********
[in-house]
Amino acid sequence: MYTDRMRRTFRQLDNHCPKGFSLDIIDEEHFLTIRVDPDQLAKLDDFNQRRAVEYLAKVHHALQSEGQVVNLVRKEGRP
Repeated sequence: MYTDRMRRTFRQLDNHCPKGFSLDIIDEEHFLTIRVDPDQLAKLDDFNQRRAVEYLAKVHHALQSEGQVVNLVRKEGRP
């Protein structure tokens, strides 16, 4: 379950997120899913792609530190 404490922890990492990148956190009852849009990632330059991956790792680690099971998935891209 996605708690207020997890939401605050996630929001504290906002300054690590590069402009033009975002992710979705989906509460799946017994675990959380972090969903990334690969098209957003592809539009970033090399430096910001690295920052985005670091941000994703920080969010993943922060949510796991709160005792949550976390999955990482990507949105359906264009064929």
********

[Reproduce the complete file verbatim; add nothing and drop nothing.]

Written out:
[in-house]
Amino acid sequence: MYTDRMRRTFRQLDNHCPKGFSLDIIDEEHFLTIRVDPDQLAKLDDFNQRRAVEYLAKVHHALQSEGQVVNLVRKEGRP
Repeated sequence: MYTDRMRRTFRQLDNHCPKGFSLDIIDEEHFLTIRVDPDQLAKLDDFNQRRAVEYLAKVHHALQSEGQVVNLVRKEGRP
């Protein structure tokens, strides 16, 4: 379950997120899913792609530190 404490922890990492990148956190009852849009990632330059991956790792680690099971998935891209 996605708690207020997890939401605050996630929001504290906002300054690590590069402009033009975002992710979705989906509460799946017994675990959380972090969903990334690969098209957003592809539009970033090399430096910001690295920052985005670091941000994703920080969010993943922060949510796991709160005792949550976390999955990482990507949105359906264009064929």